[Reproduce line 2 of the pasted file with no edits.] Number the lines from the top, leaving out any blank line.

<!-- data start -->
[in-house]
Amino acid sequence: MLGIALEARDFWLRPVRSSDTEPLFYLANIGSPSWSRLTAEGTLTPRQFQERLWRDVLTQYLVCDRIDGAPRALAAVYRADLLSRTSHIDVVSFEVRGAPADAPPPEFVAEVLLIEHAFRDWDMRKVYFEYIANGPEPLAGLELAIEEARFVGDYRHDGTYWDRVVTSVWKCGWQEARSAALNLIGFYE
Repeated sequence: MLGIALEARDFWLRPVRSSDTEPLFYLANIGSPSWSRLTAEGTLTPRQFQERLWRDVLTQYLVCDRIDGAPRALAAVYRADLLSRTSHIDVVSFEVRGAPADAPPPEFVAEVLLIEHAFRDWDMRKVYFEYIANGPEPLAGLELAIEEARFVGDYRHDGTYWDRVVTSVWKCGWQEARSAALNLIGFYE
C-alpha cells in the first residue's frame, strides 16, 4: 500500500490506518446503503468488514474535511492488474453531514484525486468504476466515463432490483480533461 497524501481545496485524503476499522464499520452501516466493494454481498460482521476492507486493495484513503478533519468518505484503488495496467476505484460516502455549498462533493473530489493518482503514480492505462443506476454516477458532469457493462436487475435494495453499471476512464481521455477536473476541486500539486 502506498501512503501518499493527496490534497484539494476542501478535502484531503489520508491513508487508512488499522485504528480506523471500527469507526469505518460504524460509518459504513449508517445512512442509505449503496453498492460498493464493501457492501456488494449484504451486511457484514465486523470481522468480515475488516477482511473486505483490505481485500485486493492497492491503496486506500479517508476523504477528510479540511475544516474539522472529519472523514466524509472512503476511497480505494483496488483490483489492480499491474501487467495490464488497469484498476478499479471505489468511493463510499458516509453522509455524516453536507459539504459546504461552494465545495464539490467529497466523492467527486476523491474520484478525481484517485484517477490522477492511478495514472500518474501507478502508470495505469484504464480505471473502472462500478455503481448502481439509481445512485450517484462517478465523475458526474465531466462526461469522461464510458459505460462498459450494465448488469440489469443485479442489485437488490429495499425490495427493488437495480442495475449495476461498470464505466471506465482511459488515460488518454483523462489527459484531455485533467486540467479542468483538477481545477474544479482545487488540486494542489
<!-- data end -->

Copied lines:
Amino acid sequence: MLGIALEARDFWLRPVRSSDTEPLFYLANIGSPSWSRLTAEGTLTPRQFQERLWRDVLTQYLVCDRIDGAPRALAAVYRADLLSRTSHIDVVSFEVRGAPADAPPPEFVAEVLLIEHAFRDWDMRKVYFEYIANGPEPLAGLELAIEEARFVGDYRHDGTYWDRVVTSVWKCGWQEARSAALNLIGFYE